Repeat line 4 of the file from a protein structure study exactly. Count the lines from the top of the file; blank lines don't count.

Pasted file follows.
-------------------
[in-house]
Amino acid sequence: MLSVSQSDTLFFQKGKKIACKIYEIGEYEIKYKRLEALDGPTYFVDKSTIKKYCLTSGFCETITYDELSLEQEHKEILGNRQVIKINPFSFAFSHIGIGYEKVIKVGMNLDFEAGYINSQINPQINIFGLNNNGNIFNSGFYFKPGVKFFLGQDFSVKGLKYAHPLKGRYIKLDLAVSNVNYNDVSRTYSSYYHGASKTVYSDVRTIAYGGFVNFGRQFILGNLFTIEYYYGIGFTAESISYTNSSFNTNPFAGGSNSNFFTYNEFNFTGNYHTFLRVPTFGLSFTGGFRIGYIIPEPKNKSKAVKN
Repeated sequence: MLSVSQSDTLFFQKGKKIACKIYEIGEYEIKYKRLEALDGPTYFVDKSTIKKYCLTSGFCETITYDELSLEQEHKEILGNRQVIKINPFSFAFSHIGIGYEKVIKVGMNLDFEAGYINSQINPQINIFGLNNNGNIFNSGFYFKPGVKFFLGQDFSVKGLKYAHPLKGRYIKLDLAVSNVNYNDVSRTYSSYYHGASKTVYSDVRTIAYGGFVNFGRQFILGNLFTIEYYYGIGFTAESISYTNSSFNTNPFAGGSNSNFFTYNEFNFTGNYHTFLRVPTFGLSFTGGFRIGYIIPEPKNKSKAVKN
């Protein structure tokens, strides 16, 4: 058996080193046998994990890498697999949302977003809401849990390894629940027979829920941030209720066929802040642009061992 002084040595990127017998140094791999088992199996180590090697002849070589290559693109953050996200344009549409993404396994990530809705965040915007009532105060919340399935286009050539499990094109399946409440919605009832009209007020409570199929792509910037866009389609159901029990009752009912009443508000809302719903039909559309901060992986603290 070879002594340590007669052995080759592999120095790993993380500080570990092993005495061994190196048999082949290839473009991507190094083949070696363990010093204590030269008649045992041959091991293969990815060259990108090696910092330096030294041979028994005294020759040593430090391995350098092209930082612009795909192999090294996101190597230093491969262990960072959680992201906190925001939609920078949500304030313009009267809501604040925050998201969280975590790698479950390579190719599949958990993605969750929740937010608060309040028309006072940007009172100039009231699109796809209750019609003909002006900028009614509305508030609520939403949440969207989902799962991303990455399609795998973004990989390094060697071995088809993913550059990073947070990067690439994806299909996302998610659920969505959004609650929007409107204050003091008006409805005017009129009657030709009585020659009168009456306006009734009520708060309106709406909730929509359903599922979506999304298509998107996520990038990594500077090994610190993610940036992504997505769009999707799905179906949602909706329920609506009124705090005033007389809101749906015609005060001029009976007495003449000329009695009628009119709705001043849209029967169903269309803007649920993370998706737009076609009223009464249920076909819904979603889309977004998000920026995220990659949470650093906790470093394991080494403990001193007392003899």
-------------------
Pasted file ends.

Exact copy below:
């Protein structure tokens, strides 16, 4: 058996080193046998994990890498697999949302977003809401849990390894629940027979829920941030209720066929802040642009061992 002084040595990127017998140094791999088992199996180590090697002849070589290559693109953050996200344009549409993404396994990530809705965040915007009532105060919340399935286009050539499990094109399946409440919605009832009209007020409570199929792509910037866009389609159901029990009752009912009443508000809302719903039909559309901060992986603290 070879002594340590007669052995080759592999120095790993993380500080570990092993005495061994190196048999082949290839473009991507190094083949070696363990010093204590030269008649045992041959091991293969990815060259990108090696910092330096030294041979028994005294020759040593430090391995350098092209930082612009795909192999090294996101190597230093491969262990960072959680992201906190925001939609920078949500304030313009009267809501604040925050998201969280975590790698479950390579190719599949958990993605969750929740937010608060309040028309006072940007009172100039009231699109796809209750019609003909002006900028009614509305508030609520939403949440969207989902799962991303990455399609795998973004990989390094060697071995088809993913550059990073947070990067690439994806299909996302998610659920969505959004609650929007409107204050003091008006409805005017009129009657030709009585020659009168009456306006009734009520708060309106709406909730929509359903599922979506999304298509998107996520990038990594500077090994610190993610940036992504997505769009999707799905179906949602909706329920609506009124705090005033007389809101749906015609005060001029009976007495003449000329009695009628009119709705001043849209029967169903269309803007649920993370998706737009076609009223009464249920076909819904979603889309977004998000920026995220990659949470650093906790470093394991080494403990001193007392003899």